This piece was submitted by Gefen Yussman (10, J&C).
Old Louisville suffers from around 9,192 property crimes per 100,000 people due to people caught in the cycle of addiction resorting to crime as a way to make money for drugs as well as the temperature and weather changing.
“Property crimes, such as vehicle thefts, are the most common crime,” Jason Grissom, the Zone A Lieutenant at the Division Four Police Department at the Louisville Metro Police Department (LMPD), said. Lieutenants typically manage other staff while on duty.
Compared to other neighborhoods in Louisville, the crime rate is high. Butchertown suffers from around 3,938 property crimes per 100,000 people, 5,254 more than Old Louisville and Iroquois suffers from around 5,372 property crimes per 100,000 people, 3,820 less than Old Louisville’s property crime rate.
According to the crime mapping forum located on the Louisville Metro Police Department website, there are several unlocked vehicles stolen or broken into near Manual and UofL every week.
The crime mapping website is a good indicator of what is being recorded and it is updated regularly. The website is available to see what type of crime occurs in different areas.
Students can easily avoid vehicle break-ins by always locking their cars (while driving and when parked), hiding valuables under jackets or blankets, and never leaving cars running unattended.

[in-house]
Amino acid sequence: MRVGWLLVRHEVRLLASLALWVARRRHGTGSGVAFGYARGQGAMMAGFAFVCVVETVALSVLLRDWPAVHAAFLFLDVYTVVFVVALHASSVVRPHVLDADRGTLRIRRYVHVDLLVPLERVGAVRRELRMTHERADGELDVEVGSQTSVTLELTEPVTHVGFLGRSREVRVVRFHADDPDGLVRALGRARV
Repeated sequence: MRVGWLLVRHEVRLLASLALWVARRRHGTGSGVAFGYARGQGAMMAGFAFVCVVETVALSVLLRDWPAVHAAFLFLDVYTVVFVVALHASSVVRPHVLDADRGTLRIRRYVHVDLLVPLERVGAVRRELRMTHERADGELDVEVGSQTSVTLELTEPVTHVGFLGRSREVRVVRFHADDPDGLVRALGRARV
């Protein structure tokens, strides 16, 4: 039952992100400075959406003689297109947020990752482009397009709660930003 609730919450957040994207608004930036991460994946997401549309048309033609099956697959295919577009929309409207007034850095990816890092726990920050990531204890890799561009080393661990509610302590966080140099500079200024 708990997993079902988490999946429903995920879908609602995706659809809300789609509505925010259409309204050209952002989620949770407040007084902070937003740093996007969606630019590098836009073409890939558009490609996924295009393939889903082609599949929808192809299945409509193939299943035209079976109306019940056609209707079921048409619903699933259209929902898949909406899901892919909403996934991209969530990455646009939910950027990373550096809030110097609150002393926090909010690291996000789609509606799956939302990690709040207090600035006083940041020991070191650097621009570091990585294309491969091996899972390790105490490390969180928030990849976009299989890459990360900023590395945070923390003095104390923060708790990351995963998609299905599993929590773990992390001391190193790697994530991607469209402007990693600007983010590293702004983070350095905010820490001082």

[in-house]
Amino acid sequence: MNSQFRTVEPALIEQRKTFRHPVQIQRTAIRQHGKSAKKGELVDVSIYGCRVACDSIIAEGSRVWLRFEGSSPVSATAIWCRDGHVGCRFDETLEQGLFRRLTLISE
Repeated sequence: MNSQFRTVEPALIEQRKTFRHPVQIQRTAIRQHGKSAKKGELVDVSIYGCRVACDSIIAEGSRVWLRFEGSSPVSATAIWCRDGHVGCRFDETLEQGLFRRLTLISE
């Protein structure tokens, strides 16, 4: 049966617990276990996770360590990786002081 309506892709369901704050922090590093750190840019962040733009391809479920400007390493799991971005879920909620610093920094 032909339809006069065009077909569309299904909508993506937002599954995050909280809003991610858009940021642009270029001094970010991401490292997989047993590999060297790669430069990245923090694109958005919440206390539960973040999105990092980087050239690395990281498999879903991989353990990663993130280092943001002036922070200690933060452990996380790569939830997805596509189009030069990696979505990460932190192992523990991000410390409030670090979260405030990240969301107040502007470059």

“My mom has had two purses stolen from her, so I make sure to lock her car whenever I’m driving,” Maddie Hayden (10, J&C) said.
“We have had cars stolen while the owner carried groceries from the car to the front door,” Grissom said.
Weather changes contribute to the number of break-ins that occur by allowing thieves a prime opportunity to strike while you may be letting your car heat up on a chilly morning.
Always keep a sharp eye on the surroundings and the people walking past if your car is heating up without someone inside.
Grissom believes thieves specifically look for backpacks because they hold valuables like phones, laptops, and wallets.
The University of Louisville is a large factor in why property crimes are prominent in the Old Louisville area because students and professors carry expensive devices to use during classes.
“Cell phones are easily sold on the street and data can be erased quickly and within hours your phone is now in someone else’s hands,” Grissom said.